Posts Tagged ‘college athletes’

Thanks for Title IX, coaches, sports journalists, and (yup) umpires

November 27, 2008

turkey_joe-blakeAt times, I cannot believe I get paid to teach and write about sports. I’m no longer the kid impressed by big events and star athletes. (That ended after I interviewed Earl Anthony so many years ago.) Now, I’m more impressed by smaller events, athletes fighting hard against all odds, and about private acts of kindness.

I’m thankful …

that I could spend time with the wild, passionate fans who attended the NCAA Cross Country Championships last weekend in Terre Haute, Ind. In high school, I ran cross country but I was never talented enough to reach a major event like this, where fans were so excited that they ran across the course to catch a fleeting glimpse of athletes straining and pushing themselves just a little beyond what they should, even the runners at the back of the packs. This is a must-see event for any true sports fan.

that I was able to coach a travel softball team filled with hard-working and fun-loving kids. We did not spend 500 bucks a month on pitching or hitting coaches like some of the bigger teams in Chicago and Indianapolis, nor did we have an indoor facility like the big-time teams, but our girls fought hard every game – fouling off high fastballs, running full bore around the bases, diving for balls – and laughing at their coach’s stupid puns and jokes. I look forward to another season with an equally goofy, determined group of middle schoolers. (more…)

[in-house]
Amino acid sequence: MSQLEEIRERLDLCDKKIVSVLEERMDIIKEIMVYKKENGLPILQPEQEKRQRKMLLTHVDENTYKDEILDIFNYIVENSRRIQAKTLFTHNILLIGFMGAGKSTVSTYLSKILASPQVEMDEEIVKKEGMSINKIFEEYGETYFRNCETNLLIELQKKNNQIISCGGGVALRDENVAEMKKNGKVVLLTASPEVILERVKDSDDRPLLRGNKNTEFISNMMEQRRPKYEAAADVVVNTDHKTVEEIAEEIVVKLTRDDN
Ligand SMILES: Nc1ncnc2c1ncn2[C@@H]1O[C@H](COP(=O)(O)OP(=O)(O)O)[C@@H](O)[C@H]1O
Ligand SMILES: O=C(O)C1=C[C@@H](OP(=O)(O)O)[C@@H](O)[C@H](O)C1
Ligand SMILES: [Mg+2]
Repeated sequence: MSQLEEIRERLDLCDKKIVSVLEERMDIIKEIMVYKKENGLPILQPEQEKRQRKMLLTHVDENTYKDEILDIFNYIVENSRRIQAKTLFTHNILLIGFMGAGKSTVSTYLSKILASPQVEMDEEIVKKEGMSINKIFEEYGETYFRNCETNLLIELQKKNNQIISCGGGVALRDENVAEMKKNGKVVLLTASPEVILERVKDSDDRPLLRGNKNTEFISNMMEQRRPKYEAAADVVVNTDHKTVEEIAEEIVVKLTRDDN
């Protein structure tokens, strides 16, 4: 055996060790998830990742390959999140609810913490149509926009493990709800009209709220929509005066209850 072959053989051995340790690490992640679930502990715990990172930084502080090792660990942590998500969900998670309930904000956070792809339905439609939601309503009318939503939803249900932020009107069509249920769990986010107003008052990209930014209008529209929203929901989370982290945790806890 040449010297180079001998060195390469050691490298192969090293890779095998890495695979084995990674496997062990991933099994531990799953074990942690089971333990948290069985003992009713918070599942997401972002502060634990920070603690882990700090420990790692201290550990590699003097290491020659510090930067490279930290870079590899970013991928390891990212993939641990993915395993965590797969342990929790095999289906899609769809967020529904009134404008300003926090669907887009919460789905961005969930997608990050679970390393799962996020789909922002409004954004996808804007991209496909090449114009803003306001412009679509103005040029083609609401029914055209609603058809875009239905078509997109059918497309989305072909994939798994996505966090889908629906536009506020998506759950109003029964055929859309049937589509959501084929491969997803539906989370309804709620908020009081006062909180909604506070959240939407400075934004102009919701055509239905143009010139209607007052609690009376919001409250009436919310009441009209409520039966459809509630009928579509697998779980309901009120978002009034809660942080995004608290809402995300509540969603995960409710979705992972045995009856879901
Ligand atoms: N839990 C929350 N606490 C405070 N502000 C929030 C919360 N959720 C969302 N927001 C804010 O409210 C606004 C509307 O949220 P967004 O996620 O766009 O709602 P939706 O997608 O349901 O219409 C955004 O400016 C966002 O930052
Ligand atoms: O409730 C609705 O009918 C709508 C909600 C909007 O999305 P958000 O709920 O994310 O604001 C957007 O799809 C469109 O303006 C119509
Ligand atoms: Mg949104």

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College SIDs, newspapers clashing over access to players

October 23, 2008

Before Sarah Jones can interview an athlete at Fairleigh Dickinson University, she must contact the athletic department and let them know about the scheduled meeting. As sports editor of the Equinox, Jones is required to cite the date, time and place where she will interview the player.

At the University of Texas in Austin, reporters are usually limited to speaking with athletes brought to press conferences after basketball and football games. During this time, sports information associates may even tell players: “You don’t have to answer that.”

More and more, sports information directors are trying to control access to players and coaches, requiring journalists to schedule interviews through their offices in what the SID at Baylor calls “hard-and-fast rules.”

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